Cross Disciplinary Review of Placemaking Literature

This literature mapping focuses on place-making literature and presents a cross-disciplinary cut of current literature.

As part of the mapping process, ‘literature mapping’ is developed as a methodology to produce a broad literature mapping in a limited timeframe. This working paper presents the research methodology by discussing its development processes (comparing and contrasting available academic indexes, their limitations and strengths, and recommendations on their future use).

The mapping reviews the aspects of place-making literature through related concepts, emerging trends, sub-fields and emerging research interests from various disciplines.

The results show an extensive interest in various disciplines in place-making as a concept and in its various aspects, as well as demonstrating the increasing interest in urban design literature in social and perceptual aspects of design.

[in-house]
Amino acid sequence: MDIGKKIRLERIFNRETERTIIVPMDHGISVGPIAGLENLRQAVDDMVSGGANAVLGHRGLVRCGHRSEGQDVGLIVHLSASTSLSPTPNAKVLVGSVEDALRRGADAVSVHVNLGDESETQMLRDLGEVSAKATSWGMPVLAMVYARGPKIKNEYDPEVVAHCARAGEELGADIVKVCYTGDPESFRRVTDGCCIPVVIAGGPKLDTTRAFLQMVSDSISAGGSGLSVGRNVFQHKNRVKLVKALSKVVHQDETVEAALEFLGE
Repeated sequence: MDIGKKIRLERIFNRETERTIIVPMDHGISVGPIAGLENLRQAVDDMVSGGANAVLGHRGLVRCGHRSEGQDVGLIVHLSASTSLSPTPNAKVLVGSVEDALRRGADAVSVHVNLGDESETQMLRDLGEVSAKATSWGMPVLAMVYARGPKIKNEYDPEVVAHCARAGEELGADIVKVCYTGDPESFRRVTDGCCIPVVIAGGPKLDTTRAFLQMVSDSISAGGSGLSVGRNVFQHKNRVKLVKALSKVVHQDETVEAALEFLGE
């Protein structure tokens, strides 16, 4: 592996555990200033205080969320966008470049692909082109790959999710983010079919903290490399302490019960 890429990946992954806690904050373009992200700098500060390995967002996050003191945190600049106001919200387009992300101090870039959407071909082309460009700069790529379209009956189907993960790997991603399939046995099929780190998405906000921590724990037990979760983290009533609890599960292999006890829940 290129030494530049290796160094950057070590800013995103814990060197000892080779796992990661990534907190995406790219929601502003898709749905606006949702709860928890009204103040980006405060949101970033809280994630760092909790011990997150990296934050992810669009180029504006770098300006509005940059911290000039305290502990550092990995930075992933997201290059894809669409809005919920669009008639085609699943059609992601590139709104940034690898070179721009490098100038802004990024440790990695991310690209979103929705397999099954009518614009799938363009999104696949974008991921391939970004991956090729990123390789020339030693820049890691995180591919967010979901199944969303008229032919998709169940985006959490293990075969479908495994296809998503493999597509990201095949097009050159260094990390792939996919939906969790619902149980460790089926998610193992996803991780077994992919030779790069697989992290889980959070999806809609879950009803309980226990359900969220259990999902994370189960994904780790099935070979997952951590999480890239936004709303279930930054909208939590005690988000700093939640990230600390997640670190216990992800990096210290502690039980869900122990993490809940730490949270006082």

Check full text here.

For more publications by CaCHE click here!

(Image Credit: Place Brand Observer)

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Walk, Cycle, Run: Glasgow in Motion

The Urban Big Data Centre works on the cycling, walking and running activities of people living in Glasgow in the project of Glasgow in Motion:

By 2030, over 90% of the UK population will live in urban areas. It’s more important than ever to understand how we live, work, and travel in our cities. Imagine you could know the most popular cycling route to work, the quality of air on your journey, or how pedestrians respond to weather. Through Glasgow in Motion, you can view and interact with data through time, to better understand movement and other factors that affect Glasgow residents every day.

It is a great project which returns the collected data to the use of citizens after anonymizing it. The interactive map shows busy and popular routes for walking, running and cycling. The range of data presented goes back to 2013 and the mst recent data is from 2016.

Check here for the details and exploring the interative maps.

Housing Placemaking: What is the value of design?

We have started a new project on the value of urban design.
See below a brief definition of the project published on CaCHE blog.